Man That Hears Movement Coming From A Dumpster Opens It To See A Very Unusual Sight

Investigating strange cries emanating from a West Virginia dumpster sounds like the start of a horror movie. Chances are, there would be nothing inside one of those that would make your day any better. But James Butler might disagree with you there.

James was strolling through Coonskin Park, a riverside sliver of nature located in Kanawha County, West Virginia, when he heard a strange noise coming from one of the dumpsters there. Curiosity piqued, he investigated, only to discover something that had him fumbling for his camera…

Retired West Virginia police officer and aviation enthusiast James Butler heard strange cries coming from a Charleston, West Virginia, dumpster on Tuesday, August 11, 2015. Curious, he investigated the sounds.

James Butler / Facebook

Right away, he noticed two things. Five raccoons were trapped inside the Coonskin Park trash receptacle, and one of those raccoons was like nothing he’d ever seen before.

James Butler / Facebook

As to how they got stuck, James said, “The dumpster had apparently been emptied and the garbage level was low and the raccoons couldn’t reach the top to get back out.” And that rare raccoon?

James Butler / Facebook

  He didn’t really look like like his family members—or like any raccoon James had ever seen! This trashmonger was an albino raccoon, an incredibly rare specimen according to the Indiana Division of Fish and Wildlife. How rare, exactly?

James Butler / Facebook

The organization stated only one in 750,000 raccoons inherit the albino gene, a mutation that means the animal creates no melanin and therefore has no pigmentation. Stunned by his find, James didn’t forget the real trouble at hand—these raccoons were stuck.

Thinking quickly, James fabricated a little something to help the raccoons escape their trash pit prison: a wood plank. He leaned it on the inside of the dumpster, and the raccoons could use it like a ramp! They were free—but that brought consequences.

The albino raccoon had been “a well-kept secret” in Coonskin Park, according to Rodney Jones, chief of Kanawha’s Park Police Department. And once James shared his pictures online, Officer Jones feared it would become the subject of the public’s curious cameras…

“Now that the albino’s getting publicity,” Rodney said, “I figure people will start looking to see if they can find it around the park.” And people searching for a wild animal—with a wild animal’s instincts—can be trouble.

“We try to tell people with animals to keep their distance and don’t try to feed them,” he said after emphasizing that raccoons carry deadly diseases. “I’d really hate to see an animal like that be destroyed because of someone’s curiosity or stupidity.”

Worse, the albino raccoon’s appearance can make it a “prize” in the eyes of some people. Something special that needs to be captured or owned. Such was the case with a four-year-old albino raccoon in Georgia…

For part of her early life, Isis the albino raccoon had a miserable existence. Because of her unique look, someone captured her and locked her in a small, wire cage, intending to use her for a taxidermy project. Luckily, there was good news in store for her…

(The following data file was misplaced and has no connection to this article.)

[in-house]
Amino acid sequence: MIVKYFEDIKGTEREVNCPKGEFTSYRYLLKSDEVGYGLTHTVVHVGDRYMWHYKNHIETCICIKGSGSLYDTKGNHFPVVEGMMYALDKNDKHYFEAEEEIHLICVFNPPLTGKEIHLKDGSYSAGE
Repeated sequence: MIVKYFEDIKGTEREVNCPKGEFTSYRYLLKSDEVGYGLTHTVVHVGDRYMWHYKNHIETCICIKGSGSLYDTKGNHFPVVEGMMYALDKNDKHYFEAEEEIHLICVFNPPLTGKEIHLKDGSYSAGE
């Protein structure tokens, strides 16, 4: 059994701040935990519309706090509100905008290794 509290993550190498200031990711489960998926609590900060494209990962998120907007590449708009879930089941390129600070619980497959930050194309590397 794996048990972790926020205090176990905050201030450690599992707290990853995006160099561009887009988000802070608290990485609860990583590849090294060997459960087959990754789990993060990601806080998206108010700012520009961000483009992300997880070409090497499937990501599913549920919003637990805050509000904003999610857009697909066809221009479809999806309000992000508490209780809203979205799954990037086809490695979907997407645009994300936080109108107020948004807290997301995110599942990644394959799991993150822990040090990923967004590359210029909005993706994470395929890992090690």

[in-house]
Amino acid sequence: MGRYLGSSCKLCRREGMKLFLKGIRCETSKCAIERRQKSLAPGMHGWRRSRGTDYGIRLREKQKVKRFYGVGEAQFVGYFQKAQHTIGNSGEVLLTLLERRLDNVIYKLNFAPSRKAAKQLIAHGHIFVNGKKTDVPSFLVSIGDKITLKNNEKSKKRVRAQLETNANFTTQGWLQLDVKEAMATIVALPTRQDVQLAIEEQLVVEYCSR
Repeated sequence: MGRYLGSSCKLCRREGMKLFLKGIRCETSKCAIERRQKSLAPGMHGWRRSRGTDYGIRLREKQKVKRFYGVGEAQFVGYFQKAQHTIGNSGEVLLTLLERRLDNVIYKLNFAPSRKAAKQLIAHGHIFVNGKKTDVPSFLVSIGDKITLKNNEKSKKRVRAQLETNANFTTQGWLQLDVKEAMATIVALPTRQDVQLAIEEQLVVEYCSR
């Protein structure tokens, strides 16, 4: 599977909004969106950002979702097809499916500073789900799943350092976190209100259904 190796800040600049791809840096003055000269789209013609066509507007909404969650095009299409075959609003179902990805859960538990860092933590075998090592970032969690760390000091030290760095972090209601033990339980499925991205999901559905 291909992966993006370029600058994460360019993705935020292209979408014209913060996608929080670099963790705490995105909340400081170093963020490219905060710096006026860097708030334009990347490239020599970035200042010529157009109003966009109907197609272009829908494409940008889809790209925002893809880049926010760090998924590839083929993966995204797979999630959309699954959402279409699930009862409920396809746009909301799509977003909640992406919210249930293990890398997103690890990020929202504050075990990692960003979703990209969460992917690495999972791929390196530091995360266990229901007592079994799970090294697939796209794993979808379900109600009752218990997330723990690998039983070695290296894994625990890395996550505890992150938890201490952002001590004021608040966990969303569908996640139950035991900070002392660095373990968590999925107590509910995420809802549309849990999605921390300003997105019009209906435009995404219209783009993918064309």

The Georgia Department of Natural Resources rescued Isis and delivered the raccoon to Maxine Rainey, below, director of the Georgia animal sanctuary, A New Hope. But both the sanctuary and the department of natural resources feared she was a lost cause…

Maxine Raney / Instagram

Understandably, Isis was aggressive. Human touch scared her, and she lashed out at anyone trying to help her. “Since she was described as so aggressive,” Maxine said, “we were just going to hold her for a couple of days.” But then what?

When Maxine accepted the albino raccoon, she gave the poor animal a look over: she had urine burns, smelled horrendous, was obese, losing hair, and had sores all over her feet. No wonder she was aggressive. Maxine, though, had hope for the poor animal.

She sat in the enclosure with the animal that, by all accounts, should’ve been trying to tear her head off if she got too close. But amazingly, that didn’t happen.

 “I’d been going through some stuff in my personal life, Maxine said, “and I was kind of having a sad day, so I…sat by her and she came right up to me….she came up and sniffed me, and put her little hands in my hand.” From there, the raccoon’s life only got better.

“She’s so gentle,” Maxine said. “She spent the last couple days glued to my side, sleeping on my lap, having me carry her around…I just saw a complete 180-degree flip in her personality the minute she was exposed to some kindness.”

For a raccoon once deemed so aggressive she had to be kept away from other raccoons at the facility, that’s a pretty glowing review! But the story of Isis only underscored the worry of Rodney Jones, the chief of Kanawha’s Park Police Department…

People like James Butler are often fascinated with animals that are different and unique, but it’s important to remember they’re wild animals—potentially dangerous and capable of love and affection. They’re to be admired from afar!

James had the right idea when he saw the albino raccoon: he took some photos, set him free from the dumpster, and let him go on his way. Hopefully others lucky enough to spot one of these beautiful beasts in nature take the same approach!

Have you ever seen an albino raccoon? Seeing one out in the wild would certainly be a shock!

Share the amazing albino raccoon with your friends who love animals!

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